20-foot empty container
20-foot loaded container
40-foot empty container
40-foot loaded container
Testing Conditions
Confidence Level
Detection Time (ms)
Confidence Level
Detection Time (ms)
Confidence Level
Detection Time (ms)
Confidence Level
Detection Time (ms)
Normal Lifting
0.3342
126
0.2421
136
0.5282
141
0.2339
115
0.4802
124
0.1097
133
0.3427
144
0.2092
134
0.2724
128
0.2385
105
0.5716
123
0.5903
119
0.3814
116
0.5117
128
0.4381
157
0.5767
129
0.2251
135
0.1375
119
0.2261
109
0.3265
127
Single F-TR Lock Engagement
0.8582
124
0.9731
124
0.8282
103
0.9311
125
0.8452
125
0.8972
135
0.8444
118
0.9678
143
0.8946
123
0.9281
106
0.9773
149
0.8841
136
0.9467
115
0.9917
113
0.8568
155
0.8305
132
0.8662
104
0.8383
138
0.9203
112
0.8183
137
Double F-TR Locks Engagement
0.9413
154
0.9082
134
0.9827
157
0.8355
112
0.8987
134
0.9028
125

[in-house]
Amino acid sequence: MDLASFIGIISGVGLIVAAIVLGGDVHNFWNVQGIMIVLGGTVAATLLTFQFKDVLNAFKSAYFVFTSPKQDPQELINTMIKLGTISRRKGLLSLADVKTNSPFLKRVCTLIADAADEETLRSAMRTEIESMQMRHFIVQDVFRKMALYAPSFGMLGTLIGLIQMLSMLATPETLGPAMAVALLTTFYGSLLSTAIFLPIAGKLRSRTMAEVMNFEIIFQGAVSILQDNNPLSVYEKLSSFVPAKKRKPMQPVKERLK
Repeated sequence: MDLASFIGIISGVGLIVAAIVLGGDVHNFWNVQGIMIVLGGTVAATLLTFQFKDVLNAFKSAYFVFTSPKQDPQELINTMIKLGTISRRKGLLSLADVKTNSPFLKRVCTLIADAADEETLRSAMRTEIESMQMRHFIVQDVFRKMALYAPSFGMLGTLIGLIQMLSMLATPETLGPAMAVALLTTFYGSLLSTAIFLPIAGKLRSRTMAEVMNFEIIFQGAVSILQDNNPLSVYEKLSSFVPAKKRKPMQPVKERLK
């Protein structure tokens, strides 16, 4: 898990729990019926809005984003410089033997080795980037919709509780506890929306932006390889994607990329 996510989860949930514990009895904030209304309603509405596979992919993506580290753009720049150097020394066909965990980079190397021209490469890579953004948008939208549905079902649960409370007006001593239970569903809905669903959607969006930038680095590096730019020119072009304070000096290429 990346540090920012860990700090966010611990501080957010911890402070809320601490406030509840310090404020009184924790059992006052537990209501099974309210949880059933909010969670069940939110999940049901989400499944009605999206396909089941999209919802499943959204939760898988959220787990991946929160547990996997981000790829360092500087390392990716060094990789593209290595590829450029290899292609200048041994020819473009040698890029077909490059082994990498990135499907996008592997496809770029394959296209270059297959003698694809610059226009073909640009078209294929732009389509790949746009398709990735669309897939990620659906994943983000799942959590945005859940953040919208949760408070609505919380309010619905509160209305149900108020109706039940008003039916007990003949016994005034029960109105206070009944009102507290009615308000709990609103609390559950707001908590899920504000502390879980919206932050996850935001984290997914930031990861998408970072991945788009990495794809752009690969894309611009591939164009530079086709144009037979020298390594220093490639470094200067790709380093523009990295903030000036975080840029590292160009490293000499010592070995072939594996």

0.9646
155
0.8501
118
0.8272
125
0.9251
157
0.9371
136
0.8979
122
0.8782
102
0.8663
140
0.8011
128
0.8790
137
0.8093
131
0.8198
159
0.9983
139
0.9057
153
Triple F-TR Locks Engagement
0.9668
137
0.9032
145
0.9063
155
0.8469
111
0.8481
122
0.8539
135
0.8577
114
0.8423
106
0.9683
149
0.8047
119
0.7214
151
0.8815
149
0.9954
142
0.9213
147
0.9102
113
0.8231
158
0.9509
124
0.7017
134
0.8306
115
0.9698
149
Quadruple F-TR Locks Engagement
0.9815
142
0.8076
137
0.9465
135
0.8230
111
0.8776
155
0.8968
117
0.6241
139
0.9054
121
0.9576
136
0.9565
121
0.9967
132
0.9340
149
0.9330
153
0.8960
128
0.8409
122
0.5051
116
0.9592
109
0.8898
155
0.8860
137
0.8973
145

Table 2Comparison of detection rate and average detection time between improved and traditional BP neural network algorithm

Method
Detection rate
Average detection time (ms)
Traditional BP neural network algorithm
88 %
479
Improved BP neural network algorithm
96 %
131

Fig. 11Simulate the train flatbed being lifted

Simulate the train flatbed being lifted